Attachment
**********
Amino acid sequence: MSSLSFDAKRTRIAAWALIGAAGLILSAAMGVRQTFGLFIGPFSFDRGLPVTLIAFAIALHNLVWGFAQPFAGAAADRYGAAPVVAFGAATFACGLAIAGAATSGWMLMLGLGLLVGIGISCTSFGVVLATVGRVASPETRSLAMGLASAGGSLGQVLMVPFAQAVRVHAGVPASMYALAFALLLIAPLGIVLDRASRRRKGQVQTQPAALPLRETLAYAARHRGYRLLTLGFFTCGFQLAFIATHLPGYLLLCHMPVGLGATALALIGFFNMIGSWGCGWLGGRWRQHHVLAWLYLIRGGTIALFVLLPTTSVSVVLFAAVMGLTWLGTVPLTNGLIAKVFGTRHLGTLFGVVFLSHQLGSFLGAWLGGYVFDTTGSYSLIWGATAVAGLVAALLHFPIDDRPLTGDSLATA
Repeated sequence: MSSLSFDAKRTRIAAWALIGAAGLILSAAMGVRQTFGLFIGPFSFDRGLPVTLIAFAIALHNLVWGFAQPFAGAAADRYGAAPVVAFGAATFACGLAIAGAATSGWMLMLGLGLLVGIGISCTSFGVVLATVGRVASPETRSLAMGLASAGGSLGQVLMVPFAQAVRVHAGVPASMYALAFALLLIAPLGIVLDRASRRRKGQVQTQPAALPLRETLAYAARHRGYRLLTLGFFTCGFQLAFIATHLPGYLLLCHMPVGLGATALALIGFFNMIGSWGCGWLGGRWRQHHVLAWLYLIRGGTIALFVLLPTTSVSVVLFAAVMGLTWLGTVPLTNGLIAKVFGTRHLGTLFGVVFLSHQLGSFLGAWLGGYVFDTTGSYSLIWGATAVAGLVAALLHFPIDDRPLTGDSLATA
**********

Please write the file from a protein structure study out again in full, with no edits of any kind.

Amino acid sequence: MSSLSFDAKRTRIAAWALIGAAGLILSAAMGVRQTFGLFIGPFSFDRGLPVTLIAFAIALHNLVWGFAQPFAGAAADRYGAAPVVAFGAATFACGLAIAGAATSGWMLMLGLGLLVGIGISCTSFGVVLATVGRVASPETRSLAMGLASAGGSLGQVLMVPFAQAVRVHAGVPASMYALAFALLLIAPLGIVLDRASRRRKGQVQTQPAALPLRETLAYAARHRGYRLLTLGFFTCGFQLAFIATHLPGYLLLCHMPVGLGATALALIGFFNMIGSWGCGWLGGRWRQHHVLAWLYLIRGGTIALFVLLPTTSVSVVLFAAVMGLTWLGTVPLTNGLIAKVFGTRHLGTLFGVVFLSHQLGSFLGAWLGGYVFDTTGSYSLIWGATAVAGLVAALLHFPIDDRPLTGDSLATA
Repeated sequence: MSSLSFDAKRTRIAAWALIGAAGLILSAAMGVRQTFGLFIGPFSFDRGLPVTLIAFAIALHNLVWGFAQPFAGAAADRYGAAPVVAFGAATFACGLAIAGAATSGWMLMLGLGLLVGIGISCTSFGVVLATVGRVASPETRSLAMGLASAGGSLGQVLMVPFAQAVRVHAGVPASMYALAFALLLIAPLGIVLDRASRRRKGQVQTQPAALPLRETLAYAARHRGYRLLTLGFFTCGFQLAFIATHLPGYLLLCHMPVGLGATALALIGFFNMIGSWGCGWLGGRWRQHHVLAWLYLIRGGTIALFVLLPTTSVSVVLFAAVMGLTWLGTVPLTNGLIAKVFGTRHLGTLFGVVFLSHQLGSFLGAWLGGYVFDTTGSYSLIWGATAVAGLVAALLHFPIDDRPLTGDSLATA